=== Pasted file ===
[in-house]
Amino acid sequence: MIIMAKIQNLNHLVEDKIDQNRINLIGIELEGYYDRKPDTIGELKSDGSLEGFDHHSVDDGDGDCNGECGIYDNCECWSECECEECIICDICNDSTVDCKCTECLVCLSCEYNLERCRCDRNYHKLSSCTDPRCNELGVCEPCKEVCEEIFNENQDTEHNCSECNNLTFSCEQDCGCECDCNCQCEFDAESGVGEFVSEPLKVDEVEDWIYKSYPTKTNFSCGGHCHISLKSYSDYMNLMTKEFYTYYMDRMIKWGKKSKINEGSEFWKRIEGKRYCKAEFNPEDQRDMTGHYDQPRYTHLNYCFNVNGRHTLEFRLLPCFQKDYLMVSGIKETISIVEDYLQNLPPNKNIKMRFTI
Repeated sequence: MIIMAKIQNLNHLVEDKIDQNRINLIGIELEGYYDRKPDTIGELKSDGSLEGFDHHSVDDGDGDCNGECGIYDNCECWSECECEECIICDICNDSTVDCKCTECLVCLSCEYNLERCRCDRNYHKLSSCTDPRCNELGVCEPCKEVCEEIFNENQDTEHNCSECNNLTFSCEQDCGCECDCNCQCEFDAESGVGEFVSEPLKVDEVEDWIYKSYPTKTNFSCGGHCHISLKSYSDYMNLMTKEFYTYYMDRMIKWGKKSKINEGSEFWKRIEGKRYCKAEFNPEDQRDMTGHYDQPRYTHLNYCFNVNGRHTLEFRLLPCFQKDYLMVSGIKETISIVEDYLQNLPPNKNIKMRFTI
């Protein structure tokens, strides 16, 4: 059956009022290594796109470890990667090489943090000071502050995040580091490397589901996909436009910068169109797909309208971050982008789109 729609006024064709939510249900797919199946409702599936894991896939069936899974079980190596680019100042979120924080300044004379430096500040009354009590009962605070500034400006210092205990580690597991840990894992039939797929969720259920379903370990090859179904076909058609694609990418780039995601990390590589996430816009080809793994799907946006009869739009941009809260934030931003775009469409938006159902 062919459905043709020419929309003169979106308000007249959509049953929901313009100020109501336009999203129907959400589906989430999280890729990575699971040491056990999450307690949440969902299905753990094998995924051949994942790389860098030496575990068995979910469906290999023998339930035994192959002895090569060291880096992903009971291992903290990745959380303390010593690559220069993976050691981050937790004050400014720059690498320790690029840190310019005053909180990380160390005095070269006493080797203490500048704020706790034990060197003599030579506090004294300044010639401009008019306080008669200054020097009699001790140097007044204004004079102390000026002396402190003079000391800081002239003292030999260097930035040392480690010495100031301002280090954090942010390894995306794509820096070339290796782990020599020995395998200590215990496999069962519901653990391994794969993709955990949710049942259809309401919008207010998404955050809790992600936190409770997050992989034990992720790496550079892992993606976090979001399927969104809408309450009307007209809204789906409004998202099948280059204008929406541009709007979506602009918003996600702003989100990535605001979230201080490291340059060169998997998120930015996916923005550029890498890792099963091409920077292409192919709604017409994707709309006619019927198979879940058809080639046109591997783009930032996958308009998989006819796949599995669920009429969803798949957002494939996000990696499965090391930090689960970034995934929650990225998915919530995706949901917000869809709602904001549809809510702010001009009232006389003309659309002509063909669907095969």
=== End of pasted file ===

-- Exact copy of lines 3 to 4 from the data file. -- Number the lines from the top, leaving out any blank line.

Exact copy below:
Repeated sequence: MIIMAKIQNLNHLVEDKIDQNRINLIGIELEGYYDRKPDTIGELKSDGSLEGFDHHSVDDGDGDCNGECGIYDNCECWSECECEECIICDICNDSTVDCKCTECLVCLSCEYNLERCRCDRNYHKLSSCTDPRCNELGVCEPCKEVCEEIFNENQDTEHNCSECNNLTFSCEQDCGCECDCNCQCEFDAESGVGEFVSEPLKVDEVEDWIYKSYPTKTNFSCGGHCHISLKSYSDYMNLMTKEFYTYYMDRMIKWGKKSKINEGSEFWKRIEGKRYCKAEFNPEDQRDMTGHYDQPRYTHLNYCFNVNGRHTLEFRLLPCFQKDYLMVSGIKETISIVEDYLQNLPPNKNIKMRFTI
């Protein structure tokens, strides 16, 4: 059956009022290594796109470890990667090489943090000071502050995040580091490397589901996909436009910068169109797909309208971050982008789109 729609006024064709939510249900797919199946409702599936894991896939069936899974079980190596680019100042979120924080300044004379430096500040009354009590009962605070500034400006210092205990580690597991840990894992039939797929969720259920379903370990090859179904076909058609694609990418780039995601990390590589996430816009080809793994799907946006009869739009941009809260934030931003775009469409938006159902 062919459905043709020419929309003169979106308000007249959509049953929901313009100020109501336009999203129907959400589906989430999280890729990575699971040491056990999450307690949440969902299905753990094998995924051949994942790389860098030496575990068995979910469906290999023998339930035994192959002895090569060291880096992903009971291992903290990745959380303390010593690559220069993976050691981050937790004050400014720059690498320790690029840190310019005053909180990380160390005095070269006493080797203490500048704020706790034990060197003599030579506090004294300044010639401009008019306080008669200054020097009699001790140097007044204004004079102390000026002396402190003079000391800081002239003292030999260097930035040392480690010495100031301002280090954090942010390894995306794509820096070339290796782990020599020995395998200590215990496999069962519901653990391994794969993709955990949710049942259809309401919008207010998404955050809790992600936190409770997050992989034990992720790496550079892992993606976090979001399927969104809408309450009307007209809204789906409004998202099948280059204008929406541009709007979506602009918003996600702003989100990535605001979230201080490291340059060169998997998120930015996916923005550029890498890792099963091409920077292409192919709604017409994707709309006619019927198979879940058809080639046109591997783009930032996958308009998989006819796949599995669920009429969803798949957002494939996000990696499965090391930090689960970034995934929650990225998915919530995706949901917000869809709602904001549809809510702010001009009232006389003309659309002509063909669907095969």